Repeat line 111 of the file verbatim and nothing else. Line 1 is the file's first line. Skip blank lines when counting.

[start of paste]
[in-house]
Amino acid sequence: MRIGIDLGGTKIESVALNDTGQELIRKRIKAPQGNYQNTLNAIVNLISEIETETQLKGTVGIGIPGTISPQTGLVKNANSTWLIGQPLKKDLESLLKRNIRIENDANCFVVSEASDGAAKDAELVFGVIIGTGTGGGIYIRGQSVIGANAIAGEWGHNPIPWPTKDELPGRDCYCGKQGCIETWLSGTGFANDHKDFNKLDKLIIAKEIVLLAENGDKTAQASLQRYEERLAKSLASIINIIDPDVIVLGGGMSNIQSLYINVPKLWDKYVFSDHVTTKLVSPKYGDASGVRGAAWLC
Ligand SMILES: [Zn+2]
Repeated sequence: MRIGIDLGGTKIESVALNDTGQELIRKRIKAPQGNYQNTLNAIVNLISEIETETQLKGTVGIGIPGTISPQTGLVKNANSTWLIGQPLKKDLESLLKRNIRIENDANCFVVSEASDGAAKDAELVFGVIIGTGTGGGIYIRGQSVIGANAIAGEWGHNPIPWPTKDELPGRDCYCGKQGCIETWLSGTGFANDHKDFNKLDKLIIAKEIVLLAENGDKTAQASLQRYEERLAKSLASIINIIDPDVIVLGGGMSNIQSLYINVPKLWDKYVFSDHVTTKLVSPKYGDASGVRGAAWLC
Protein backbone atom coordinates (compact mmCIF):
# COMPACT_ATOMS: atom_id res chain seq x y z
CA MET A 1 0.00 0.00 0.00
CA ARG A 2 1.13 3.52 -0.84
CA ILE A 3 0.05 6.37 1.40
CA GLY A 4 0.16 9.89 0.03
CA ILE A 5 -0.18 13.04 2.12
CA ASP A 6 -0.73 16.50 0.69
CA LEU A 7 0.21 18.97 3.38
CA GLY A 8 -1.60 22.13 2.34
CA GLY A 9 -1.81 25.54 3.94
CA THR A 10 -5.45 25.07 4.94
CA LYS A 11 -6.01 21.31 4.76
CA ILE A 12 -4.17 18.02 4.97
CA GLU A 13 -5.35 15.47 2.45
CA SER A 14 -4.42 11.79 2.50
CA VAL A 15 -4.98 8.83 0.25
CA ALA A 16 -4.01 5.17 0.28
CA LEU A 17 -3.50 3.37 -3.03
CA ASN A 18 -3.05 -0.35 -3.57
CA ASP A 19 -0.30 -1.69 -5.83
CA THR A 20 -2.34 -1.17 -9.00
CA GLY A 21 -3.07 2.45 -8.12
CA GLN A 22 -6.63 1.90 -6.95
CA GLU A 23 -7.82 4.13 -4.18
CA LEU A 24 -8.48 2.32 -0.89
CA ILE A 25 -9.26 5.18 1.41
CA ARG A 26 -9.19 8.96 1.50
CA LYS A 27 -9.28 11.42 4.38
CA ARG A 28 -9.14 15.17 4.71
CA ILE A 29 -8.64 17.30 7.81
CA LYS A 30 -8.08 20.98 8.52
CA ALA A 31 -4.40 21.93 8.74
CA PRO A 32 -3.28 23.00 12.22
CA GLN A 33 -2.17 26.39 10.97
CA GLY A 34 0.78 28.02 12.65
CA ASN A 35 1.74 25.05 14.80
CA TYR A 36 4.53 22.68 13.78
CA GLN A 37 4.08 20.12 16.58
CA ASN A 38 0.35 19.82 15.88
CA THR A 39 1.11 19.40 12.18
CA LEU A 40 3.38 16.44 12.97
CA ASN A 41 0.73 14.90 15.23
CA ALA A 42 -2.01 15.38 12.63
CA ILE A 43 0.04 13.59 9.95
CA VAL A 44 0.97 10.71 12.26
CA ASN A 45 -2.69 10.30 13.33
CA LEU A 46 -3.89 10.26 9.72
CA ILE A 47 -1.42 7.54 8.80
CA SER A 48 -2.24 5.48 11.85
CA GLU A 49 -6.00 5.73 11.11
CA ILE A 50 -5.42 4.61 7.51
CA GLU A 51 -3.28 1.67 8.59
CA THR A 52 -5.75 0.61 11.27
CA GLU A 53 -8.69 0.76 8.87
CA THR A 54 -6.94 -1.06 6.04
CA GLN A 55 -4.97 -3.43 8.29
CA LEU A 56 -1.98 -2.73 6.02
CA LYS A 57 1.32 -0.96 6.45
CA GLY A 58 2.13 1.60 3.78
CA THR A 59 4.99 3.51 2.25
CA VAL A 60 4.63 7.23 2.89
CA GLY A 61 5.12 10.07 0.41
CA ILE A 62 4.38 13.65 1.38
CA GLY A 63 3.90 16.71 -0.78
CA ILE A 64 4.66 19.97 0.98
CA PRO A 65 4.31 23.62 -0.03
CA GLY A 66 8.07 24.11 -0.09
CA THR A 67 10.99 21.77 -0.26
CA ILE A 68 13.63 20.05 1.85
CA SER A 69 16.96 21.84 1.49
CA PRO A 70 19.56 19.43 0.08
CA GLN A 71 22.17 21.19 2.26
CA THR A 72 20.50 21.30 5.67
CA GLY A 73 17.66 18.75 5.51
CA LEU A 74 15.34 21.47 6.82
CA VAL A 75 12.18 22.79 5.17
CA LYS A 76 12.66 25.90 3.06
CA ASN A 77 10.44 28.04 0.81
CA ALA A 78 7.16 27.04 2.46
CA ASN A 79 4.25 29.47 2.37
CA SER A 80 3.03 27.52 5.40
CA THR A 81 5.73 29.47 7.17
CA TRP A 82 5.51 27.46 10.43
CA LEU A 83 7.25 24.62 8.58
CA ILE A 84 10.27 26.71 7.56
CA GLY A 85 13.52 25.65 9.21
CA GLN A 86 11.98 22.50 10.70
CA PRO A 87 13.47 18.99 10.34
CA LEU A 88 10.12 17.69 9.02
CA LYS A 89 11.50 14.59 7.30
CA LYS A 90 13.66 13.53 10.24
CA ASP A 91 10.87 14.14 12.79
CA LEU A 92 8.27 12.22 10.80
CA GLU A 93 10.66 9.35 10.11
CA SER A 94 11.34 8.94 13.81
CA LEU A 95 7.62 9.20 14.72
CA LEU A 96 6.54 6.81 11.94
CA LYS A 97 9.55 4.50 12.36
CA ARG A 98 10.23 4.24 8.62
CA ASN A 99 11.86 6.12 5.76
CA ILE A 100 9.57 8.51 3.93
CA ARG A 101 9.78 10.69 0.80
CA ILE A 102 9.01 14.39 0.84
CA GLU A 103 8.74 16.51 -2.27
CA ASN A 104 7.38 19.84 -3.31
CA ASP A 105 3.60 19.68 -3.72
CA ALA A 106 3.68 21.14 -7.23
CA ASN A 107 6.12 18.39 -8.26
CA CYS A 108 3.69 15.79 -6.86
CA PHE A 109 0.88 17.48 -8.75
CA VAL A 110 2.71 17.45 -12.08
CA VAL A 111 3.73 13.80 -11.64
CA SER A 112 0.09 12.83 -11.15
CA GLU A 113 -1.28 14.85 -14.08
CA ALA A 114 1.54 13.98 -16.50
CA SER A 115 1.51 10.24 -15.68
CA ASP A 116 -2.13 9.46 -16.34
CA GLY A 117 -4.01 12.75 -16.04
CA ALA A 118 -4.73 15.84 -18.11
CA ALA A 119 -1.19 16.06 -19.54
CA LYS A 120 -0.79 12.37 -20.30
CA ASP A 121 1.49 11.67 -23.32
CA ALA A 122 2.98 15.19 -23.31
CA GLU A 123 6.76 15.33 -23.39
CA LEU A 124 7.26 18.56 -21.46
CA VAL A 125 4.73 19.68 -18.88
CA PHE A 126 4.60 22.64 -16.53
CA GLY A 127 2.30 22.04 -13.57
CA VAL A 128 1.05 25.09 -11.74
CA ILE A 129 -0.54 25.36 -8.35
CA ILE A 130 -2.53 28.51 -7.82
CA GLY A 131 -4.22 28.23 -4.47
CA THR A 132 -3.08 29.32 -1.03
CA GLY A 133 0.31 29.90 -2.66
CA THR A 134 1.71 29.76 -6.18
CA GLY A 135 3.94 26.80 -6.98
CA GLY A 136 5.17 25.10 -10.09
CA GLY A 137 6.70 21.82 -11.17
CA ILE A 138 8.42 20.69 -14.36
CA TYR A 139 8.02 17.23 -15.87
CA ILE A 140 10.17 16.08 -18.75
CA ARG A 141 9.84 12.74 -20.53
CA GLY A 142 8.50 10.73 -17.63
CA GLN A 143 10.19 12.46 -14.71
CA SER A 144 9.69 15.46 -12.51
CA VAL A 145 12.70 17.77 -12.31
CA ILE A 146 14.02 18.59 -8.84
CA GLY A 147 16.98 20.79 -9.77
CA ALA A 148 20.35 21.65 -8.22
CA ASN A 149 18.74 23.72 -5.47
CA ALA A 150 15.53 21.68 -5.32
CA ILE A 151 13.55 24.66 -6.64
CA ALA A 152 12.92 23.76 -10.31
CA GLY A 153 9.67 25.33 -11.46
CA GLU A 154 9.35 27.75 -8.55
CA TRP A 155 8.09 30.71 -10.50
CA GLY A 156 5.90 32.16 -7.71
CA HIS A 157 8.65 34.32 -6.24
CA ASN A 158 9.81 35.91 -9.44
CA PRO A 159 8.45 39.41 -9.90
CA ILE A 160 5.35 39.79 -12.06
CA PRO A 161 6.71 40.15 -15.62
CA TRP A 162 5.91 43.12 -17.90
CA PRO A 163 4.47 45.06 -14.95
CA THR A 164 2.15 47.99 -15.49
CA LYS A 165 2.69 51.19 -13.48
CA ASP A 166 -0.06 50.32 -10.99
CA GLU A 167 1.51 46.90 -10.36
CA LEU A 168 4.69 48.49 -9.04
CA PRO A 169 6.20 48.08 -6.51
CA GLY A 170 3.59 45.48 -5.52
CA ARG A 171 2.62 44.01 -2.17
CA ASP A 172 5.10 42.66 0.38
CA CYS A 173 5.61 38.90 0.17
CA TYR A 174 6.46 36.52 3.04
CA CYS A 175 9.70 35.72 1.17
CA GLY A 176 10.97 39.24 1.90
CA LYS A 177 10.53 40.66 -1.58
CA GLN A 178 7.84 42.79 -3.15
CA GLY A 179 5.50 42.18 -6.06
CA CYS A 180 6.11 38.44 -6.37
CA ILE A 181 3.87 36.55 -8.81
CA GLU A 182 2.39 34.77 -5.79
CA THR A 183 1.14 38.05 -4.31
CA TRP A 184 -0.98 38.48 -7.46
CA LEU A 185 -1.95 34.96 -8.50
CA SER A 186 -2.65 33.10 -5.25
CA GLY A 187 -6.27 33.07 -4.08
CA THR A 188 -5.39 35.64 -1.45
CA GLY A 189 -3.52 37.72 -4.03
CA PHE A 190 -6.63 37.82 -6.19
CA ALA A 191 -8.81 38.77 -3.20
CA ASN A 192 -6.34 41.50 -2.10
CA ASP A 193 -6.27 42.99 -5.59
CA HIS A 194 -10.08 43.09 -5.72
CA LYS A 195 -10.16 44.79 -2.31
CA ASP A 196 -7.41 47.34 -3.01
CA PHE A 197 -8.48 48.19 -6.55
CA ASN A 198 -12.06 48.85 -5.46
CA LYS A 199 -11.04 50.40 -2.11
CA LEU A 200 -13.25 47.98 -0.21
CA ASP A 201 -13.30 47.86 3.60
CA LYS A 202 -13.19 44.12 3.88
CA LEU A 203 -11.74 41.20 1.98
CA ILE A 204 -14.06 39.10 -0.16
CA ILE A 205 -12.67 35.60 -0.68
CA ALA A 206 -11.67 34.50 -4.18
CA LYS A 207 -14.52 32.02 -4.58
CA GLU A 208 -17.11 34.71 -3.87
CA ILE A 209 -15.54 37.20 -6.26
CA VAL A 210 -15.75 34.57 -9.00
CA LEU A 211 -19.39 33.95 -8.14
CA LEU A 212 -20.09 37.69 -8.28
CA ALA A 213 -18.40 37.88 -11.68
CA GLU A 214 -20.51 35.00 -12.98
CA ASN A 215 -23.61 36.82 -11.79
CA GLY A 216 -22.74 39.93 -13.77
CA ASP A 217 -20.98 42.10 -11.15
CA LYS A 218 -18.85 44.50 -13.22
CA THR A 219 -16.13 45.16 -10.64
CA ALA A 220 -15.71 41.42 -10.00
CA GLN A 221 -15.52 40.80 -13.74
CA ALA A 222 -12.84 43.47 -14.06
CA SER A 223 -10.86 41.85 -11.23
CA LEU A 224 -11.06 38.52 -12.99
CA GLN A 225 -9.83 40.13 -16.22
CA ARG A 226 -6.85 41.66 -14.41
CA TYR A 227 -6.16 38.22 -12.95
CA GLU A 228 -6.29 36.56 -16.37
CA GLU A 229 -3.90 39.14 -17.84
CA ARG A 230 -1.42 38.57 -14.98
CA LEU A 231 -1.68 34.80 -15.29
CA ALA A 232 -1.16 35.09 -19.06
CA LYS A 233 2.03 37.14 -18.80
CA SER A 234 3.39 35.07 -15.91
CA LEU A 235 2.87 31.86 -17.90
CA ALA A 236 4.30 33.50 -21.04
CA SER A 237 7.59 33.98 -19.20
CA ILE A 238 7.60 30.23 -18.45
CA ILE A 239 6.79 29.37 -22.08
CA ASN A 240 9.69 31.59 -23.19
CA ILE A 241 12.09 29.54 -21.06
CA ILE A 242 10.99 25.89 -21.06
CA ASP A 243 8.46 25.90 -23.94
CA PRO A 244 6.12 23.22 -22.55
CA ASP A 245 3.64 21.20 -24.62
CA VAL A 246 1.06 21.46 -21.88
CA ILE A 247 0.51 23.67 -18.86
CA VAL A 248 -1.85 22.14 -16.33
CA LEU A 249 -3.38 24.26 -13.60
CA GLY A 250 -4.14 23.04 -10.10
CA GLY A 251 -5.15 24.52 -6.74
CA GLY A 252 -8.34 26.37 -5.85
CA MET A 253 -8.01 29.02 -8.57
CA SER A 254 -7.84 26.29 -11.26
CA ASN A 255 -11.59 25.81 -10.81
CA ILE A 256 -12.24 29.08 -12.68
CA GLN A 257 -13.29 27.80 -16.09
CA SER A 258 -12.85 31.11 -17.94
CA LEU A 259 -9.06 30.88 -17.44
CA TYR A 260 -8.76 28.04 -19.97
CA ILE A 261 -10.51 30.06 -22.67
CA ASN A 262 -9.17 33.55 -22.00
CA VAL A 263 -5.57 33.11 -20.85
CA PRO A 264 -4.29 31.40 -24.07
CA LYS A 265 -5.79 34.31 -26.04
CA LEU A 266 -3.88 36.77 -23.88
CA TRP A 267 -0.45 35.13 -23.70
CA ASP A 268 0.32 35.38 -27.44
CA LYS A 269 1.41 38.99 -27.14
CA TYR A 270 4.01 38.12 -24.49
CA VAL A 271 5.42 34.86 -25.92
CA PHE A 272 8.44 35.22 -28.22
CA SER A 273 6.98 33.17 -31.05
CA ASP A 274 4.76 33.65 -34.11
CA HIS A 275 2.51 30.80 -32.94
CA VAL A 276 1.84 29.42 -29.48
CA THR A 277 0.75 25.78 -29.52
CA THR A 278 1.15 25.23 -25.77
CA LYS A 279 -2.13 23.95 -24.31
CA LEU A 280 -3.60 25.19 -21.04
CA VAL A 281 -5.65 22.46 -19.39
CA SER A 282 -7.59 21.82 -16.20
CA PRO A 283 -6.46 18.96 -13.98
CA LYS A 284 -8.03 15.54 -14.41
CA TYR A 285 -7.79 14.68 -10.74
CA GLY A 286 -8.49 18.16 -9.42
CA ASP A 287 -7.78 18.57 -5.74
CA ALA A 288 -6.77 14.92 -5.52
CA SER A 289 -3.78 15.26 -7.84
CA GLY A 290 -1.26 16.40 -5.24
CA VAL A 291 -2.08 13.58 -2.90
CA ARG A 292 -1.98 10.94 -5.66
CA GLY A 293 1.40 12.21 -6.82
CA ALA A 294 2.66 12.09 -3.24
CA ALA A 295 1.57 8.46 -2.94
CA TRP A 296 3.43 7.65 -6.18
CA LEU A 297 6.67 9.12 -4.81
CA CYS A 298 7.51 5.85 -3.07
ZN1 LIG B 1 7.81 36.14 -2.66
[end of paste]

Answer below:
CA ASP A 105 3.60 19.68 -3.72